To find internships, check out Chegg, CollegeVine, and Idealist.
3. Focus on Your Soft Skills
Instead of focusing on your lack of prior job experience, focus on the soft skills that make you a great fit for many positions. Traits like good work ethic, motivation to succeed, team-player, outgoing personality, and excellent communication skills are just some of the viable skills employers want in their team members.
To figure out what soft skills you possess, think about compliments you’ve received in the past. Were you named most likely to succeed in high school? Do people always comment on what a hard worker you are? If you’re struggling to come up with a list of soft skills, you can look at this list of 135 desirable soft skills employers want and ask family, friends, and teachers.
4. Volunteer Experience
Volunteering is a great way to give back to the community, but it also helps you develop valuable skill sets, experience, and connections. It’s also an excellent way to test the waters in a career field you may be interested in. Many volunteer organizations will want you to make a short-term commitment, for example, a couple of hours, once a week, for six weeks.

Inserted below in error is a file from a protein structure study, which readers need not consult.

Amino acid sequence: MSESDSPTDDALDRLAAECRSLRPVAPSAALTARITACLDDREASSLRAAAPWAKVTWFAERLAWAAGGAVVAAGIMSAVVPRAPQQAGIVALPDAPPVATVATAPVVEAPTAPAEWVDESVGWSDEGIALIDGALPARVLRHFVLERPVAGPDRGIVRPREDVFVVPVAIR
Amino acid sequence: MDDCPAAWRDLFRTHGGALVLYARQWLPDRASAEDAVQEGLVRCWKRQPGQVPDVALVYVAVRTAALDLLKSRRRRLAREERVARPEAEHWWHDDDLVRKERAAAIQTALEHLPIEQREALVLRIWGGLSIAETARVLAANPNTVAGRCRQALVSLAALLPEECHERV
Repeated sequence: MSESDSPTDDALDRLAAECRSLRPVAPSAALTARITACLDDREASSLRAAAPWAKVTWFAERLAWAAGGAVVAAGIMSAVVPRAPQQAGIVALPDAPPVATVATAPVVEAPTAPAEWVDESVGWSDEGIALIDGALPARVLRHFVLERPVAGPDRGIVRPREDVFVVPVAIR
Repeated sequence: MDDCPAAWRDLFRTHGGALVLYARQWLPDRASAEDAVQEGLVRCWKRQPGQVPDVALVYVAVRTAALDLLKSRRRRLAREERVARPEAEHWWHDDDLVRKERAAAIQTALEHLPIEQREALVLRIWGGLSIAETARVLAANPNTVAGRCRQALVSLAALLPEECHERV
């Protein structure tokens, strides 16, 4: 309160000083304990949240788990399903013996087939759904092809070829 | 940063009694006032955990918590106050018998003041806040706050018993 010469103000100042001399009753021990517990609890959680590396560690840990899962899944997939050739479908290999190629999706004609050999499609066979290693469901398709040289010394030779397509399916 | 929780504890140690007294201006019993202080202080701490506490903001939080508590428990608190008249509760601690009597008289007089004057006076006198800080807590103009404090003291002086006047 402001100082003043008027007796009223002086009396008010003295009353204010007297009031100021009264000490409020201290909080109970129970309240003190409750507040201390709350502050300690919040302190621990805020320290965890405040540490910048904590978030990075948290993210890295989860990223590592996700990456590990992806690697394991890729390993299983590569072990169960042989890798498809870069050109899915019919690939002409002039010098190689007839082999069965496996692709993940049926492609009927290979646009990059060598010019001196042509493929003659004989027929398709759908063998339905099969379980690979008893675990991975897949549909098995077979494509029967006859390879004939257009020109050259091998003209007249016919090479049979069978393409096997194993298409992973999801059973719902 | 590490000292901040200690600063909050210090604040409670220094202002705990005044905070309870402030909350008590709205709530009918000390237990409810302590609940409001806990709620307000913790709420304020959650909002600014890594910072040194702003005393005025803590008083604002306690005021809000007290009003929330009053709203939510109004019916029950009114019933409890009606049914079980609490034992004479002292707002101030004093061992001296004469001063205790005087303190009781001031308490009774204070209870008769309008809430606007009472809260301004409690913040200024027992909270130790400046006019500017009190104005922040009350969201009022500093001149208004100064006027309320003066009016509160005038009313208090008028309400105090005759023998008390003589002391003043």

If you decide to volunteer, keep track of your hours, the dates you volunteered, the organization, who you worked with, and what tasks you completed. At the end of your contract, you’ll have gained new skills and experience to put on your resume. Like internships, if you prove to be a valuable asset to the organization, they may extend a permanent job offer.
5. Submit a Spec Assignment
If you’re talented in graphic design, video editing, writing, photography, or the like, you can try submitting a spec assignment to a company you’d like to work for. For instance, if there’s a company hiring a writer, and they’re requesting years of experience that you don’t have, suggest writing a spec assignment for them. By writing them an article for their target niche, you can showcase your knowledge in that area and your writing skills. If your article wows them, you’ll likely end up with a job offer.
Sometimes spec assignments are part of a company’s interview process; other times, spec assignments are part of a contest. For example, on 99designs, freelance graphic designers can submit concepts for design contests and earn good money when their design is chosen. If you’re having trouble getting your foot in the door, try offering up a spec assignment to prove your talent.